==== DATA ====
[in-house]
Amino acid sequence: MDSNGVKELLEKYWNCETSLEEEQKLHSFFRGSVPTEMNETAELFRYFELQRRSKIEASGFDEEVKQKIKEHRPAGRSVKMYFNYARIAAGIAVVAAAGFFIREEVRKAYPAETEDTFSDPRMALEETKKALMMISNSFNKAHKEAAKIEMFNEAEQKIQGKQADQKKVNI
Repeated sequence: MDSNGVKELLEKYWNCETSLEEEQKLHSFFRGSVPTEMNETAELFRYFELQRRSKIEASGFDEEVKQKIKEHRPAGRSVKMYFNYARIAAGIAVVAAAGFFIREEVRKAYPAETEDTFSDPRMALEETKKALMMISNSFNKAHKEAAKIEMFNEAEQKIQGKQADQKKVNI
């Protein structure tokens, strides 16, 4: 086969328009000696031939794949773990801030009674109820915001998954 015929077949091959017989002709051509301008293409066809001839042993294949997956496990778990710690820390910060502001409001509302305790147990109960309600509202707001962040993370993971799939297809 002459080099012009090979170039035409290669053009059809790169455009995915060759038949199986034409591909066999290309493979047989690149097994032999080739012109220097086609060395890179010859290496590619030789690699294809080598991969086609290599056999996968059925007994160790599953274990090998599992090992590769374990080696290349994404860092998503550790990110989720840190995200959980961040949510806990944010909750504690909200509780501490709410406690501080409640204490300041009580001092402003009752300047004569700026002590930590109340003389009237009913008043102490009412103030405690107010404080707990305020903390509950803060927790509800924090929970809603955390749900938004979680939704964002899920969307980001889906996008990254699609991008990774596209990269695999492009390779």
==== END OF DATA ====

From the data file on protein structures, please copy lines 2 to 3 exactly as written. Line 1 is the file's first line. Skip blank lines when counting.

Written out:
Amino acid sequence: MDSNGVKELLEKYWNCETSLEEEQKLHSFFRGSVPTEMNETAELFRYFELQRRSKIEASGFDEEVKQKIKEHRPAGRSVKMYFNYARIAAGIAVVAAAGFFIREEVRKAYPAETEDTFSDPRMALEETKKALMMISNSFNKAHKEAAKIEMFNEAEQKIQGKQADQKKVNI
Repeated sequence: MDSNGVKELLEKYWNCETSLEEEQKLHSFFRGSVPTEMNETAELFRYFELQRRSKIEASGFDEEVKQKIKEHRPAGRSVKMYFNYARIAAGIAVVAAAGFFIREEVRKAYPAETEDTFSDPRMALEETKKALMMISNSFNKAHKEAAKIEMFNEAEQKIQGKQADQKKVNI